Academic journal article The Future of Children

How Healthy Are Our Children?

Academic journal article The Future of Children

How Healthy Are Our Children?

Article excerpt

Summary

The past century has seen vast improvements in our children's health. The infectious diseases that once killed huge numbers of children have largely been conquered. Infant mortality has also fallen markedly, although the United States lags behind other industrialized nations in this and other measures of children's health. Accidents and injuries also kill fewer children than they once did.

Today, write Sara Rosenbaum and Robert Blum, the greatest threats to U.S. children's health are social and environmental conditions, such as stress and exposure to toxic substances, which are associated with noncommunicable illnesses, such as mental health problems and asthma. Unlike the communicable diseases of the past, these are not equal-opportunity hazards. They are far more likely to affect poor children and the children of racial and ethnic minorities. And they have long-lasting effects, both for individuals and for the nation. For example, people who experience unhealthy levels of stress as children grow up to become less healthy, less productive adults.

Rosenbaum and Blum also examine government spending on children's health. Though such spending has increased over time, the largest share of that increased spending has been for health care, while spending on other determinants of child health, which may be as or more important, has not kept pace. Investments in medical care alone can't overcome social and environmental threats to children's health that have their roots in historic levels of poverty and inequality. Rosenbaum and Blum argue that the best way to promote children's health today is to mitigate poverty, invest in education, and make our neighborhoods and communities healthier and safer.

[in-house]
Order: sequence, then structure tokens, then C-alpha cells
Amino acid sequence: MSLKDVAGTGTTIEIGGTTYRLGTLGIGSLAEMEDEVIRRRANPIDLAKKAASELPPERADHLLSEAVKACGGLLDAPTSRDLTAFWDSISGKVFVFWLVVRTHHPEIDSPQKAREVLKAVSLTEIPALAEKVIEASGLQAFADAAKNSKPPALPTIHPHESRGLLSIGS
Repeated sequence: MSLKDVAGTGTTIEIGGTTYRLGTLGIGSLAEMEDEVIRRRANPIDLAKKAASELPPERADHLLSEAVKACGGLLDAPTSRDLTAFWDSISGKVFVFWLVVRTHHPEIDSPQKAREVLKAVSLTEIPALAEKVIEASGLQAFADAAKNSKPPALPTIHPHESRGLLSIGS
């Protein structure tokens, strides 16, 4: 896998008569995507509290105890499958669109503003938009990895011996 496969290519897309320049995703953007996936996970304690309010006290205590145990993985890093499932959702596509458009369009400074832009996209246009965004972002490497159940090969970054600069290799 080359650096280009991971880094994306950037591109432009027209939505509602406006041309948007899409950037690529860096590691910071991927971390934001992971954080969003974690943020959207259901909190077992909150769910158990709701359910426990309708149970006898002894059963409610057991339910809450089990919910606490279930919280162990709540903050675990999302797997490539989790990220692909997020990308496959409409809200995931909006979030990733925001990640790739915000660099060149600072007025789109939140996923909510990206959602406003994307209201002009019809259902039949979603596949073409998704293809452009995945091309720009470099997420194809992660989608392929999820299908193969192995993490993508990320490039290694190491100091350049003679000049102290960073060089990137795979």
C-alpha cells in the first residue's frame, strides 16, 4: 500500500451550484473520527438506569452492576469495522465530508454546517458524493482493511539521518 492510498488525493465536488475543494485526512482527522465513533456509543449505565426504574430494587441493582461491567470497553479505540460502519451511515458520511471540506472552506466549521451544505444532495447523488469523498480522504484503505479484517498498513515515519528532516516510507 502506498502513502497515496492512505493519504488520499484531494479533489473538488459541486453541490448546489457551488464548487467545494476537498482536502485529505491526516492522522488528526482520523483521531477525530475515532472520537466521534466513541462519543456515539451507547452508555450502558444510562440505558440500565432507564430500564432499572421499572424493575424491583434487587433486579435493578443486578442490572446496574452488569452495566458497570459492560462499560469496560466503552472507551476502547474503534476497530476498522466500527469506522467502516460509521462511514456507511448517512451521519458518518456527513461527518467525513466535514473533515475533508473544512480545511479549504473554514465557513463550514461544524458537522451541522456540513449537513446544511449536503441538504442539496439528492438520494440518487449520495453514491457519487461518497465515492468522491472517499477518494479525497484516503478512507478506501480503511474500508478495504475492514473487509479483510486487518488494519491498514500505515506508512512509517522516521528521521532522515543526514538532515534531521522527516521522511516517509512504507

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This article presents an overview of the health of America's children and examines the role and extent of government investments in child health. In brief, we find that despite major gains over the past century, children's health varies widely across population subgroups and lags well behind that of many other industrialized nations. Furthermore, although public health-care expenditures for children have grown steadily, this growth has come from expanded eligibility for publicly financed health insurance and substantial increases in the cost of health care. Rising health expenditures have coincided with the erosion of public investment in education, housing, and social services, all of which are thought to affect health, especially among the poorest children.

U.S. children's health today is best understood in the context of how child health has evolved over the past century. Evidence over time illuminates the social, behavioral, and economic factors that help explain both the nation's accomplishments and its existing and emerging challenges.

Where government investment in child health is concerned, we must explore a broad range of expenditure trends, since virtually all government policies can affect children's health. These include both tax expenditures and direct investments across the areas of income support, education, social services, housing, community development, national infrastructure, public health, and health care. One reason we must view government spending broadly is that direct investment in other populations can have spillover effects on children. For example, spending on the elderly, though frequently contrasted with spending on children, could help children by easing their families' burden of caring for aging parents.

Health Status of Children and Adolescents

To understand how public expenditures affect children's health, we must first understand child health itself.

Measuring Child Health

There are no comprehensive, agreed-upon measures or indices as to what constitutes child health. (1) The National Research Council and Institute of Medicine conceive health across four domains: sociodemographic, psychological, behavioral, and contextual (community). …

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